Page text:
From the Air in a Cessna Float Plane
May 29th, 2015
Day 2 and this afternoon we now have the RV. Tomorrow we head out to Dawson City but today we need to familiarize ourselves with how the RV drives, parks, rides etc. so we decide to kill two birds with one stone. We try out the RV by driving out to the trailhead for the Miles Canyon.
The capogita has checked out the maps and tells me to watch for the turn off to the Alaska Highway. We head out of Whitehorse and I see a sign for Miles Canyon Road. We drive right by and then turn the RV around. The capogita says – are you sure – I don’t think this is the Alaska Highway. But I say yes it says Miles Canyon Road and he says “va bene” and we head down the gravel road. The road winds its way along Schwatka Lake. This is a lake that was created when the hydro dam was built in the 1950’s and it actually flooded over the white horse rapids so they no longer exist. I take another look at the map and sure enough we are not where we wanted to be going!
It is a beautiful sunny day, not a cloud in the sky and we are enjoying the views of the green-blue lake waters so we keep driving. We see a number of float planes docked along the shore. We stop to take a few pictures of the lake and the planes. Then a bright red Cessna comes in for a perfect landing at a small dock. It is like a scene from a beer commercial – the wilderness, a float plane, a red setter bounds onto the dock happy to greet his owner, the pilot in a red plaid shirt gets out of the plane and pats the dog.
The capogita turns to me and says – “why don’t you ask them if they will take us up for a ride?”. I go over, ask if they take people up and yes they do. Martin takes us to the cabin-office and shows us the possible “rides”. The capogita says yes to the 90 minute ride though he really would like to do the longer one but it is already three in the afternoon. And he wants to go up right away! Martin tells us he is originally from Laval but has been living in B.C. for thirty years and is now living in the Yukon with his wife and children. He tells us that his wife is a teacher at the French language school in Whitehorse. He has to leave to pick up his boys from school but Daryl will take us up. They chat together for a few minutes and then he tells us we will be the first people they take up this season.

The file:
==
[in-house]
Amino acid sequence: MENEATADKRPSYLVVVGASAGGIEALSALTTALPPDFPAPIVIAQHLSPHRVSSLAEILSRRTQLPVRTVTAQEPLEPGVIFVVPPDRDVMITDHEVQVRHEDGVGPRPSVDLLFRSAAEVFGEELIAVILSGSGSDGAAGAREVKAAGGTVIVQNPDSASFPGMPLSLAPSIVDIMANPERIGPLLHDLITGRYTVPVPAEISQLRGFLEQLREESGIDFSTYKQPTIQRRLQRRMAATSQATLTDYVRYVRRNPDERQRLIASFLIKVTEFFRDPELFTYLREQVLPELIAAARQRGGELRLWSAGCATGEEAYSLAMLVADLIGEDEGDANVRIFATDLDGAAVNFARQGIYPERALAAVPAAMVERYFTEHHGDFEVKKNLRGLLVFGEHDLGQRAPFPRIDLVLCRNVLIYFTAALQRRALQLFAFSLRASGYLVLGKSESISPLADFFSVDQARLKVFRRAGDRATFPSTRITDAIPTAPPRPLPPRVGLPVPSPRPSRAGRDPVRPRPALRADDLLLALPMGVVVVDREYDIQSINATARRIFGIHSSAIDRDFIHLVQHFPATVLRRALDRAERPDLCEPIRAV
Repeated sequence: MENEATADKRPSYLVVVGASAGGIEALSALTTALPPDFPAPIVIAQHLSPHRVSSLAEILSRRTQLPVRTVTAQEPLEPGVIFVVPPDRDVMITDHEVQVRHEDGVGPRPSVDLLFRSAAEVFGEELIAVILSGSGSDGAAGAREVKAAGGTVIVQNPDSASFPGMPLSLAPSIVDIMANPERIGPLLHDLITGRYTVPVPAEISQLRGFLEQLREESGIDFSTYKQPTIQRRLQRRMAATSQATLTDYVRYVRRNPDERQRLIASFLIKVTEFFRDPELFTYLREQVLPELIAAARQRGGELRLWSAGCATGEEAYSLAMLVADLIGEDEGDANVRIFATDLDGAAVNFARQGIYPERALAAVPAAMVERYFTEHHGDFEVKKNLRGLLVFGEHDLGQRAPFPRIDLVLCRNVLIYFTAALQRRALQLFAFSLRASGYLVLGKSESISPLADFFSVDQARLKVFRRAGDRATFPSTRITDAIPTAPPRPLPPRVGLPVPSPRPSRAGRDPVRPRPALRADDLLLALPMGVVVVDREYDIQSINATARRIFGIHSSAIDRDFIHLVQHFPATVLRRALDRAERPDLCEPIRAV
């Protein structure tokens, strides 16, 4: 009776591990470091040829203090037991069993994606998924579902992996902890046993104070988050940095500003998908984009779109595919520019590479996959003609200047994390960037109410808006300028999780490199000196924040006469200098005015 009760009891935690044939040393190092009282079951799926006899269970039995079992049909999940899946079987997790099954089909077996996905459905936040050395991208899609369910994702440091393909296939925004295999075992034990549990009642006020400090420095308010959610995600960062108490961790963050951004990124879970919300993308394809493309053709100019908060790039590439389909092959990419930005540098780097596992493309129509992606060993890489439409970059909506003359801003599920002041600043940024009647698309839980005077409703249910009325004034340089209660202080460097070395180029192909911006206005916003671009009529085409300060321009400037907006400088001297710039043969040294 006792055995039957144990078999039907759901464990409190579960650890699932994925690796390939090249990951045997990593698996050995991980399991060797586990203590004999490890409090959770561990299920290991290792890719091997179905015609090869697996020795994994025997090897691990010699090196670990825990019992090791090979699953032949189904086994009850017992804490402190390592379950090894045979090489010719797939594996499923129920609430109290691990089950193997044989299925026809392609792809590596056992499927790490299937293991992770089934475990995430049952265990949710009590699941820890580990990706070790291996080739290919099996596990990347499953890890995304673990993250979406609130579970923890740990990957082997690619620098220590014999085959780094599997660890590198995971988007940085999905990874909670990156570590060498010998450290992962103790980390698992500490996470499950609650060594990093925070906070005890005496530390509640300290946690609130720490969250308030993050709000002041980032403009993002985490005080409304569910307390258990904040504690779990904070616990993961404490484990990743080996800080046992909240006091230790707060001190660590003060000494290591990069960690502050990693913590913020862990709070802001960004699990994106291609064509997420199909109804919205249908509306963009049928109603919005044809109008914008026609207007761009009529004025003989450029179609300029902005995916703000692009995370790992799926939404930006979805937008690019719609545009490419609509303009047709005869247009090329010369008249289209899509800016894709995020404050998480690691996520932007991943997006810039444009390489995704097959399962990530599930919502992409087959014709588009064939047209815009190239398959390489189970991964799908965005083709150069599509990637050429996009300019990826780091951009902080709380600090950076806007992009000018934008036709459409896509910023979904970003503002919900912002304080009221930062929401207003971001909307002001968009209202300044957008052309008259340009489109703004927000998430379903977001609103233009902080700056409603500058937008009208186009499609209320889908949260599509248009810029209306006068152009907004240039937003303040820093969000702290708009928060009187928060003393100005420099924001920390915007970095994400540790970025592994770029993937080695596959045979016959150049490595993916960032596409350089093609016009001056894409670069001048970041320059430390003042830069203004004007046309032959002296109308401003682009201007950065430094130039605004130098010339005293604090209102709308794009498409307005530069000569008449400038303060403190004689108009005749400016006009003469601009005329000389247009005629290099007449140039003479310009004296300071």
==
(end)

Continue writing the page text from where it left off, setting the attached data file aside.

Daryl explains to us where the life jackets are, how to inflate them, how to open the doors of the Cessna, how to start the “finder” signal should the plane go down. All good things to know!!! We put our head sets on, buckle up and we head out down the lake.
What a perfect, perfect day for to see the area around Whitehorse from a plane. The water is still, no wind and clear skies. We take off just above the power dam and head towards Miles Canyon.
Daryl tells us he was with the armed forces for 11 years and he was stationed in Whitehorse. Though he was not a pilot for the forces he loves to fly. He left the forces and he and his wife have been living in a cabin off the grid, no running water, in the bush….
He tells us the names of the lakes as we fly over Fish Lake, Primrose Lake and Mt Ibix. We had told him it would be nice to see some wildlife – he does spot some sheep, tiny white spots on a mountain side. There are caribou too but he says they are so well camouflaged that unless they are moving they are hard to see.
The landscape below us changes quickly. From a narrow meandering river filled with glacier silt, to a wide dark blue river, both emptying into an emerald-green lake, to mountain tops covered with snow, to a lake that is still shedding the last of the winter ice. This is a lake where in the fall they bring in sheep hunters. He points out a lone log cabin along side a lake literally surrounded by wilderness a vestige from the gold rush days.
From the air you get a true appreciation of the vastness of where we are. Nothing but wilderness as far as the eye can see. The colors are stunning. Every lake and river seems to be a different shade of blue. The dark grey of the mountains, with the snow covering them sparkle in the bright sunshine. The different shades of green from the light pea green of the alders to the deep green of the coniferous trees are a sharp contrast with the perfect blue sky.
Daryl makes a perfect landing on the lake. I don’t even feel that we are back on the water. Martin is there with his two sons and their dog Cody and they tie up the plane. He takes a picture of us with Daryl – this is Daryl’s first flight as a commercial pilot. Well done Daryl!